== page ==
[4] Mao GX, Lan XG, Cao YB, et al. Effects of short-term forest bathing on human health in a broad-leaved evergreen forest in Zhejiang Province, China. Biomed Environ Sci, 2012; 25, 317-24. http://www.sciencedirect.com/science/article/pii/S0895398812600610
    [5] Mao GX, Cao YB, Lan XG, et al. Therapeutic effect of forest bathing on human hypertension in the elderly. J Cardiol, 2012; 60, 495-502. doi:  10.1016/j.jjcc.2012.08.003
    [6] Jia BB, Yang ZX, Mao GX, et al. Health Effect of Forest Bathing Trip on Elderly Patients with Chronic Obstructive Pulmonary Disease, Biomed Environ Sci, 2016; 29, 212-8.
    [7] Mao GX, Cao YB, Wang BZ, et al. The salutary influence of Forest bathing on elderly patients with chronic heart failure. Int J Environ Res Public Health, 2017; 14, E368. doi:  10.3390/ijerph14040368
    [8] Ideno Y, Hayashi K, Abe Y, et al. Blood pressure-lowering effect of Shinrin-yoku (Forest bathing):a systematic review and meta-analysis. BMC Complement Altern Med, 2017; 17, 409. doi:  10.1186/s12906-017-1912-z
    [9] Hansen MM, Jones R, Tocchini K. Shinrin-Yoku (Forest Bathing) and Nature Therapy:A State-of-the-Art Review. Int J Environ Res Public Health, 2017; 14, E851. doi:  10.3390/ijerph14080851
    [10] Latini R, Masson S, Anand I, et al. The comparative prognostic value of plasma neurohormones at baseline in patients withheart failure enrolled in Val-HeFT. Eur Heart J, 2004; 25, 292-9. doi:  10.1016/j.ehj.2003.10.030
    [11] Gutierrez A, Van Wagoner DR. Oxidant and inflammatory mechanisms and targeted therapy in atrial fibrillation:An update. J Cardiovasc Pharmacol, 2015; 66, 523-9. doi:  10.1097/FJC.0000000000000313
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Additive Benefits of Twice Forest Bathing Trips in Elderly Patients with Chronic Heart Failure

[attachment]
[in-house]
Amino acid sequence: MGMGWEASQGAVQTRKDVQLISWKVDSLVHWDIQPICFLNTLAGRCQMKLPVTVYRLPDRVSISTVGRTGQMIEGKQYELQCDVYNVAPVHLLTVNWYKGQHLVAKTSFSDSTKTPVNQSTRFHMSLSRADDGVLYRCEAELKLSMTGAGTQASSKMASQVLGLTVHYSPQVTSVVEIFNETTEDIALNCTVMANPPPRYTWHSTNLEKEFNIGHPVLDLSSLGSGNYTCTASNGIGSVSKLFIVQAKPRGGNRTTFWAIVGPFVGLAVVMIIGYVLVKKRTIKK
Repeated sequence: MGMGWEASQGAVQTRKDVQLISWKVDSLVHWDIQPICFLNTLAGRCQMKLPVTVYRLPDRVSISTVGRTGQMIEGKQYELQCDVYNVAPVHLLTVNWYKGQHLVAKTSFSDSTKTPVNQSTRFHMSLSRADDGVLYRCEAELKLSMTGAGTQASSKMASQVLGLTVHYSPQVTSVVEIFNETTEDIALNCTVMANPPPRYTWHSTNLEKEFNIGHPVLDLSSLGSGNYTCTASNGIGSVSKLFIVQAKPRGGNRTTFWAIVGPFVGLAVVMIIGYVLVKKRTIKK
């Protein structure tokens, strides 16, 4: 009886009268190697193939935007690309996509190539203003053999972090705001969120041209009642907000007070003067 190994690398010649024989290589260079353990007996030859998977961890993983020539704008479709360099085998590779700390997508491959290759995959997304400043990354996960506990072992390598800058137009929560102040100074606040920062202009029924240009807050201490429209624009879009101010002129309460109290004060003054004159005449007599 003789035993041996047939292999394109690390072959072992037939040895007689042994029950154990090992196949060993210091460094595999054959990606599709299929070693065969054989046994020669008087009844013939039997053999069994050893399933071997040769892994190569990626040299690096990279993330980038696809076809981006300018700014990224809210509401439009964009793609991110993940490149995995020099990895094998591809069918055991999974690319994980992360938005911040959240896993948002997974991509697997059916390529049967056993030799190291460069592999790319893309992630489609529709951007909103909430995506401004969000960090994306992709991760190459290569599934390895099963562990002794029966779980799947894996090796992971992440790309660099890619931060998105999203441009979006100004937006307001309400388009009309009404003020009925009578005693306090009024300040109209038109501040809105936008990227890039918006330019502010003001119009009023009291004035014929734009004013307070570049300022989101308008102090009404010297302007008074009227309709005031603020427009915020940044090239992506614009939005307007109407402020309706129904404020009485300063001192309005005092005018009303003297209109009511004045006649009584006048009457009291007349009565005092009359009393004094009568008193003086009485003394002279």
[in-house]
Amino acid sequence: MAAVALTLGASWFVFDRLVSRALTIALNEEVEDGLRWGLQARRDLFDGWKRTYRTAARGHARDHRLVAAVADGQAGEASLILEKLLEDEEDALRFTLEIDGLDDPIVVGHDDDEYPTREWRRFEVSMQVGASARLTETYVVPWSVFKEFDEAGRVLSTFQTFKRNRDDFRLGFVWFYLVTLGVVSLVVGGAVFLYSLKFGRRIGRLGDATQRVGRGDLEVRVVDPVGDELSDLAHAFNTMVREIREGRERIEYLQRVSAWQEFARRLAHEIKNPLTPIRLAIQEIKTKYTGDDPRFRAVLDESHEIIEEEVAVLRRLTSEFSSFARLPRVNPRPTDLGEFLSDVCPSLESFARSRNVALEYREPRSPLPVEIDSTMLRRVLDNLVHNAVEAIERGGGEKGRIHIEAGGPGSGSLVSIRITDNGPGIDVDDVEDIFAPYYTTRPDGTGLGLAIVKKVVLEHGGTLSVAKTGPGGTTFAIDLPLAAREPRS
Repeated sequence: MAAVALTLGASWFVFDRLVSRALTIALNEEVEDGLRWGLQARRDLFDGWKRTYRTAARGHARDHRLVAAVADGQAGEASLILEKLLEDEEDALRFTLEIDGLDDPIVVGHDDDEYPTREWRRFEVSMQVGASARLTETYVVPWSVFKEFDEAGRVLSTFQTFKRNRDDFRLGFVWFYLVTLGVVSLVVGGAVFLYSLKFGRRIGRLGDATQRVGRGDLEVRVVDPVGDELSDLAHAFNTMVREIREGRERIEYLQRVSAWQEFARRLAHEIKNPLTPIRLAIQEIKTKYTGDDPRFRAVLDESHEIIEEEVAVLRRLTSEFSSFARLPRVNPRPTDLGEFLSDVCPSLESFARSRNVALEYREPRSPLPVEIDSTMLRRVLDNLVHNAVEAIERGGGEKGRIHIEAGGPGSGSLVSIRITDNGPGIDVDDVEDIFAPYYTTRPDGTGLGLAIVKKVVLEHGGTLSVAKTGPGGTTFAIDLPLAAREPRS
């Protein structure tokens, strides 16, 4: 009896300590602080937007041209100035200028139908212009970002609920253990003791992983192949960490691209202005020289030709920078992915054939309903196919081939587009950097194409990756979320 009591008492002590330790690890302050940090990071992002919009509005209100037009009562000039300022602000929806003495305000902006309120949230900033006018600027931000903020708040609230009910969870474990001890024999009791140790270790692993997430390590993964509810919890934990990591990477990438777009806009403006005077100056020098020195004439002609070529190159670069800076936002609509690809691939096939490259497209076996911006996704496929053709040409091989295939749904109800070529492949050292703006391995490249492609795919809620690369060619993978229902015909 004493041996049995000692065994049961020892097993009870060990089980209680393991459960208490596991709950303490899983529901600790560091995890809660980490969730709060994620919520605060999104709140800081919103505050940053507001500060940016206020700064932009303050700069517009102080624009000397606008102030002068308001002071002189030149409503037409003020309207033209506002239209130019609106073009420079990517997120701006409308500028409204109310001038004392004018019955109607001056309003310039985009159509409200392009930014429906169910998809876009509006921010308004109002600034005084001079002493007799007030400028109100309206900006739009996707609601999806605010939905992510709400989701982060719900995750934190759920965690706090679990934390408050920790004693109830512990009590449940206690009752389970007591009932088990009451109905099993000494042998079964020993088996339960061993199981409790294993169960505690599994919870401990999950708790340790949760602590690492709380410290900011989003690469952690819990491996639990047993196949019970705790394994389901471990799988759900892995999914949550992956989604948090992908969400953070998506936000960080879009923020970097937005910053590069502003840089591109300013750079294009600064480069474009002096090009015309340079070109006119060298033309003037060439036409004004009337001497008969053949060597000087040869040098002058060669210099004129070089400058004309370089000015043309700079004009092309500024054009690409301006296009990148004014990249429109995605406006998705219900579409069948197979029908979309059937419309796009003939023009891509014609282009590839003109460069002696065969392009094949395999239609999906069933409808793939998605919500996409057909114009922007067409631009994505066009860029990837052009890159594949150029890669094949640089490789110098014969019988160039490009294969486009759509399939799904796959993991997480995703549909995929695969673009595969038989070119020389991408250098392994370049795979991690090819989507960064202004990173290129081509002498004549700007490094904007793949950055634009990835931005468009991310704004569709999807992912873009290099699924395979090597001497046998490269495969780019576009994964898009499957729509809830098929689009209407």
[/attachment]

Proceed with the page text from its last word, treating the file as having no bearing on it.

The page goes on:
doi: 10.3967/bes2018.020
Funds:

the Natural Science Foundation of Zhejiang Province LY17C070004

the Science Technology Department of Zhejiang Province 2016C34002

the Science Technology Department of Zhejiang Province 2014C33130

the Natural Science Foundation of Zhejiang Province Y15H050018

the Health Bureau of Zhejiang Province 2016KYB005

funds from the National Natural Science Foundation of China 81771520

funds from the National Natural Science Foundation of China 31670701

the Health Bureau of Zhejiang Province 2015DTA001

  • Author Bio:

  • Corresponding author: Tel: 86-571-81595421, Fax: 86-571-81595354, E-mail: zjicu@vip.163.com (YAN Jing);  Tel: 86-571-81595421, Fax: 86-571-81595354, E-mail: 1090983005@qq.com (WANG Guo Fu)

Abstract: Chronic heart failure (CHF), a clinical syndrome resulting from the consequences of various cardiovascular diseases (CVDs), is increasingly becoming a global cause of morbidity and mortality. We had earlier demonstrated that a 4-day forest bathing trip can provide an adjunctive therapeutic influence on patients with CHF. To further investigate the duration of the impact and the optimal frequency of forest bathing trips in patients with CHF, we recruited those subjects who had experienced the first forest bathing trip again after 4 weeks and randomly categorized them into two groups, namely, the urban control group (city) and the forest bathing group (forest). After a second 4-day forest bathing trip, we observed a steady decline in the brain natriuretic peptide levels, a biomarker of heart failure, and an attenuated inflammatory response as well as oxidative stress. Thus, this exploratory study demonstrated the additive benefits of twice forest bathing trips in elderly patients with CHF, which could further pave the way for analyzing the effects of such interventions in CVDs.